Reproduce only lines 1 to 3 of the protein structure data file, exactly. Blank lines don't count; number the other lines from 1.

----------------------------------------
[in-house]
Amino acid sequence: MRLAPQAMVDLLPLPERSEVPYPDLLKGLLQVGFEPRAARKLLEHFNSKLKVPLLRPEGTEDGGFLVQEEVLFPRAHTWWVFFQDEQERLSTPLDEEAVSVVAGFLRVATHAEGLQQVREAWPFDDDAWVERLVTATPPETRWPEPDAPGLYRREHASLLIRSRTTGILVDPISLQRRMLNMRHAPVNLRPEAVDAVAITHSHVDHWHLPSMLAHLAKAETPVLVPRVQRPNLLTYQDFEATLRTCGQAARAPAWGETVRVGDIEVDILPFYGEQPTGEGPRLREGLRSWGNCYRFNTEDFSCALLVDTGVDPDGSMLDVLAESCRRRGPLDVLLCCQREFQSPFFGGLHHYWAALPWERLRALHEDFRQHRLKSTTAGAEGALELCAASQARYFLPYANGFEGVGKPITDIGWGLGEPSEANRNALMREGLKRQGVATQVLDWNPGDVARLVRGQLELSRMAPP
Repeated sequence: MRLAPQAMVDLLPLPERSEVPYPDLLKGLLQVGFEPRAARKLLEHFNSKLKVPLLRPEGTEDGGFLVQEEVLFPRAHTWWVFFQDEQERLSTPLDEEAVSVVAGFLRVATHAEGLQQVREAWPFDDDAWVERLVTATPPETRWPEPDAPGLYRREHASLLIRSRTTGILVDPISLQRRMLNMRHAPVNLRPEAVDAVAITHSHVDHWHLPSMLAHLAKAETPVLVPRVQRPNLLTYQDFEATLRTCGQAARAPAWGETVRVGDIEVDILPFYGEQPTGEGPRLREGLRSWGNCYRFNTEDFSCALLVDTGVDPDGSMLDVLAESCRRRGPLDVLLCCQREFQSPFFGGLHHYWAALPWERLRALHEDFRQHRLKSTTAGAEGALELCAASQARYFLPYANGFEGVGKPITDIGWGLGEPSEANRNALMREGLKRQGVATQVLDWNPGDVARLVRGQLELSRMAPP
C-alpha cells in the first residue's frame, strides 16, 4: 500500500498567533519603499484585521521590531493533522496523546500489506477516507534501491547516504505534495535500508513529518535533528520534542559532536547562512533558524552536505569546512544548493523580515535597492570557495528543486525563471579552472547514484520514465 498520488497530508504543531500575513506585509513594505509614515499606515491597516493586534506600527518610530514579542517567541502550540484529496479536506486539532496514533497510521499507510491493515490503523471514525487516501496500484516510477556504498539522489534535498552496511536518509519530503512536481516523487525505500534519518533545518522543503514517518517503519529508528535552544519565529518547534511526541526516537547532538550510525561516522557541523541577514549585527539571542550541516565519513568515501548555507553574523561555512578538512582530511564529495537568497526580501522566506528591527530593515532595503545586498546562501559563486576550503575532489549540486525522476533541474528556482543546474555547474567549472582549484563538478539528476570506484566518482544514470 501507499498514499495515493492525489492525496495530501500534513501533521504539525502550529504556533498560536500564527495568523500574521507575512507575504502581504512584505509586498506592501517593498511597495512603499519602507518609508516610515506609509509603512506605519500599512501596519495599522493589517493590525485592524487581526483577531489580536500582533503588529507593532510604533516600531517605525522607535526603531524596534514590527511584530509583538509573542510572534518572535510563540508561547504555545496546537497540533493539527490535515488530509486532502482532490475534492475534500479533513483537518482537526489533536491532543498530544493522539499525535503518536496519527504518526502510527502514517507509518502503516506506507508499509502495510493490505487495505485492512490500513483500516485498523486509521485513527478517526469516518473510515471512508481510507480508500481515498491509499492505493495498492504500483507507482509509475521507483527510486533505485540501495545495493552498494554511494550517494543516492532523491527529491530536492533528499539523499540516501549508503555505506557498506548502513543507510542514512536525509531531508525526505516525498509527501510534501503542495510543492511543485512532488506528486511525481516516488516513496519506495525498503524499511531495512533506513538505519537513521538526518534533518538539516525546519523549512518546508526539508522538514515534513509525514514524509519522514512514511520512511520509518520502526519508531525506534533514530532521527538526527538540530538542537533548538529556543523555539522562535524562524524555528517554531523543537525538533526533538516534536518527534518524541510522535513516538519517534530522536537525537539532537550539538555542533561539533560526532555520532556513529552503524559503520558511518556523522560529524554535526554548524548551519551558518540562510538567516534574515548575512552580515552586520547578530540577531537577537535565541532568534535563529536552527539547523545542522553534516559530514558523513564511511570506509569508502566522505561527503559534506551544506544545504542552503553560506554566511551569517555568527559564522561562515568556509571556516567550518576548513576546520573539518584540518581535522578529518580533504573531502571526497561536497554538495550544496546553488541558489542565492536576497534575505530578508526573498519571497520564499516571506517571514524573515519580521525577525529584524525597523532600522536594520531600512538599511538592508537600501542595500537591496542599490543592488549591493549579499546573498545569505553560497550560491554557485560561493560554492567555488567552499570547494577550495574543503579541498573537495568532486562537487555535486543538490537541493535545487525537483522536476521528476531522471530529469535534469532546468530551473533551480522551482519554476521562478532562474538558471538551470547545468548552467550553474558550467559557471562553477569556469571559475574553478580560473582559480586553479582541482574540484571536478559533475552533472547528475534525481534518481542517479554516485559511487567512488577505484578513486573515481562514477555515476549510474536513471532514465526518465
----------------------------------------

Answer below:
[in-house]
Amino acid sequence: MRLAPQAMVDLLPLPERSEVPYPDLLKGLLQVGFEPRAARKLLEHFNSKLKVPLLRPEGTEDGGFLVQEEVLFPRAHTWWVFFQDEQERLSTPLDEEAVSVVAGFLRVATHAEGLQQVREAWPFDDDAWVERLVTATPPETRWPEPDAPGLYRREHASLLIRSRTTGILVDPISLQRRMLNMRHAPVNLRPEAVDAVAITHSHVDHWHLPSMLAHLAKAETPVLVPRVQRPNLLTYQDFEATLRTCGQAARAPAWGETVRVGDIEVDILPFYGEQPTGEGPRLREGLRSWGNCYRFNTEDFSCALLVDTGVDPDGSMLDVLAESCRRRGPLDVLLCCQREFQSPFFGGLHHYWAALPWERLRALHEDFRQHRLKSTTAGAEGALELCAASQARYFLPYANGFEGVGKPITDIGWGLGEPSEANRNALMREGLKRQGVATQVLDWNPGDVARLVRGQLELSRMAPP
Repeated sequence: MRLAPQAMVDLLPLPERSEVPYPDLLKGLLQVGFEPRAARKLLEHFNSKLKVPLLRPEGTEDGGFLVQEEVLFPRAHTWWVFFQDEQERLSTPLDEEAVSVVAGFLRVATHAEGLQQVREAWPFDDDAWVERLVTATPPETRWPEPDAPGLYRREHASLLIRSRTTGILVDPISLQRRMLNMRHAPVNLRPEAVDAVAITHSHVDHWHLPSMLAHLAKAETPVLVPRVQRPNLLTYQDFEATLRTCGQAARAPAWGETVRVGDIEVDILPFYGEQPTGEGPRLREGLRSWGNCYRFNTEDFSCALLVDTGVDPDGSMLDVLAESCRRRGPLDVLLCCQREFQSPFFGGLHHYWAALPWERLRALHEDFRQHRLKSTTAGAEGALELCAASQARYFLPYANGFEGVGKPITDIGWGLGEPSEANRNALMREGLKRQGVATQVLDWNPGDVARLVRGQLELSRMAPP